Have you ever heard of the scam called? This is a financial hoax used by scam artists to defraud veterans, survivors and their families who are potentially eligible for VA retirement benefits. If you are currently receiving a VA pension or considering applying for one, learn how to spot and avoid poachers!
What Are VA Retirement Programs?
VA offers two different pension programs for veterans and their dependents. veterans pension is a tax-free monthly benefit available to wartime veterans who meet certain age or disability requirements and whose income and net worth are within certain limits. Survivor’s pension is available to eligible surviving spouses and dependent unmarried children of wartime veterans who meet certain income and net worth limits. Additionally, Veterans and Survivors who require assistance with daily activities (such as bathing, dressing, and eating) or who are housebound may be eligible for additional pension adjustments with VA Aid and Attendance or Homebound benefits.
What to avoid and who to trust?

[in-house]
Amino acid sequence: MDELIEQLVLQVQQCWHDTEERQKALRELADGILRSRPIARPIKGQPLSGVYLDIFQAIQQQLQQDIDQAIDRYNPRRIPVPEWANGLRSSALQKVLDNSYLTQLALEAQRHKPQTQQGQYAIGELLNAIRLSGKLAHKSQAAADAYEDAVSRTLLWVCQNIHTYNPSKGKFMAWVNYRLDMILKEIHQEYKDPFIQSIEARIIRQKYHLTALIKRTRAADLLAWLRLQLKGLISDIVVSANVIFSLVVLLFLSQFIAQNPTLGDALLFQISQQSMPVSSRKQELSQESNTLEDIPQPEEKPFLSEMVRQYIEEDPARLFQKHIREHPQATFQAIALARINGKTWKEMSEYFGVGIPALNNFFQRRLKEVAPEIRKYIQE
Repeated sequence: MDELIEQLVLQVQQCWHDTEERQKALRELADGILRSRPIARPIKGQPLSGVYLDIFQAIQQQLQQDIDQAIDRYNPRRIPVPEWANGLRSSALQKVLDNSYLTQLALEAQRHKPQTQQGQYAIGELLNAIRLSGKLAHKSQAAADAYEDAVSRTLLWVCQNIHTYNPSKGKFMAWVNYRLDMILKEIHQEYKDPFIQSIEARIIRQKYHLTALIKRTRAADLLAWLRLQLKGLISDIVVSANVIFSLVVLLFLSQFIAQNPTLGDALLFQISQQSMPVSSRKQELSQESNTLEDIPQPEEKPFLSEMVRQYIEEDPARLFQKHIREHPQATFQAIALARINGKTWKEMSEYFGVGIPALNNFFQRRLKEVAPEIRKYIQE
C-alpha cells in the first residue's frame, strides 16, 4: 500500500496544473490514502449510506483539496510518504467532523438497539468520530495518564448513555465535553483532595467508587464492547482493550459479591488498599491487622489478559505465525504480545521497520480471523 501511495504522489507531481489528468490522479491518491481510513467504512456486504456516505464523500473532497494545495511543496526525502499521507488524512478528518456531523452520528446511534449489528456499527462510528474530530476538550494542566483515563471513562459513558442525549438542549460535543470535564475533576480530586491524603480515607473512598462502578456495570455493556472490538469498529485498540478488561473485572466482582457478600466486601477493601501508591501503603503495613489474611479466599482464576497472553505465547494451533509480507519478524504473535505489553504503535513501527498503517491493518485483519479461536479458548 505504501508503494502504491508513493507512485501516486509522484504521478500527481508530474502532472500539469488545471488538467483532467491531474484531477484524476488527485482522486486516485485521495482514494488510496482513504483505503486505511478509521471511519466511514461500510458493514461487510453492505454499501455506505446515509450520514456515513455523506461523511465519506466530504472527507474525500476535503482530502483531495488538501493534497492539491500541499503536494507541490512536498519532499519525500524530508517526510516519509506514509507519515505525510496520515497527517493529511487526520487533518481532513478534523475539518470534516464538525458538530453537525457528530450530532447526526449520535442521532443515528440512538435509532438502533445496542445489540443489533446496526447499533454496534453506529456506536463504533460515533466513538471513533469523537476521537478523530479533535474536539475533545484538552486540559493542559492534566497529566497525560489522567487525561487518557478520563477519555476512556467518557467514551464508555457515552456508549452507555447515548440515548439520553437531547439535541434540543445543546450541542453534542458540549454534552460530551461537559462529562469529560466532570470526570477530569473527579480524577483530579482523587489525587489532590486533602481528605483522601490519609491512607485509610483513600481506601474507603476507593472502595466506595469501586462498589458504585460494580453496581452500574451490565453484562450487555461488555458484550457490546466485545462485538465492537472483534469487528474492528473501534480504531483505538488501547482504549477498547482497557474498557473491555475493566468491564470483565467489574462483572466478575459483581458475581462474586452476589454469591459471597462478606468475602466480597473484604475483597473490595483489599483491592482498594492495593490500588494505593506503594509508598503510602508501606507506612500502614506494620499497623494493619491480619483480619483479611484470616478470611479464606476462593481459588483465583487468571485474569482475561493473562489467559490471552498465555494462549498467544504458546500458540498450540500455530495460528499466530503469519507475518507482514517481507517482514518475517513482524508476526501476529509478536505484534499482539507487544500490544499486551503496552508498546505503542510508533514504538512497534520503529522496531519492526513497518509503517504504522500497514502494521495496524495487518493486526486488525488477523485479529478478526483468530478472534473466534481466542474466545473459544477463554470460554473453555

Pension poachers will often try to gain your trust by pretending to be advocates who can help you get more VA benefits than you already receive. By doing so, these scammers collect money through fees or by siphoning off your benefit payments. Following the advice of scammers puts your pension at risk. You could also find yourself disqualified from further VA benefits or owing money if it is determined that you are not eligible for payments.
Veterans, survivors, and their advocates should never pay for assistance when applying for VA benefits. Accredited Veterans Service Organization (VSO) Representatives provide free advice and assist in completing and filing applications. These certified professionals are well trained to support you and your family. In addition to working only with accredited representatives, be sure to avoid cold calls, phishing emails, and other poaching arguments, such as:
- Requests to transfer money into different accounts or reallocate investments to qualify for a VA pension payment,
- Requests for money to file your claim or for claim forms,
- Promises of “guaranteed eligibility” for a particular VA benefit or lump sum payment upon approval,
- Requests for personal information, including credit card information or other billing information, and
- Offers to send benefits to a caregiver’s account.
VA benefits can only be paid to an eligible veteran or survivor, not to a caregiver’s account. Although some attorneys may charge you for representation when appealing or requesting a further review of a VA decision, they cannot charge you for services provided during the initial application for benefits.
If a potential scammer approaches you, please report them to the VA Office of the Inspector General (OIG) by calling 800-488-8244. You can also file a complaint with the Federal Trade Commission at www.consumercomplaints.fcc.gov.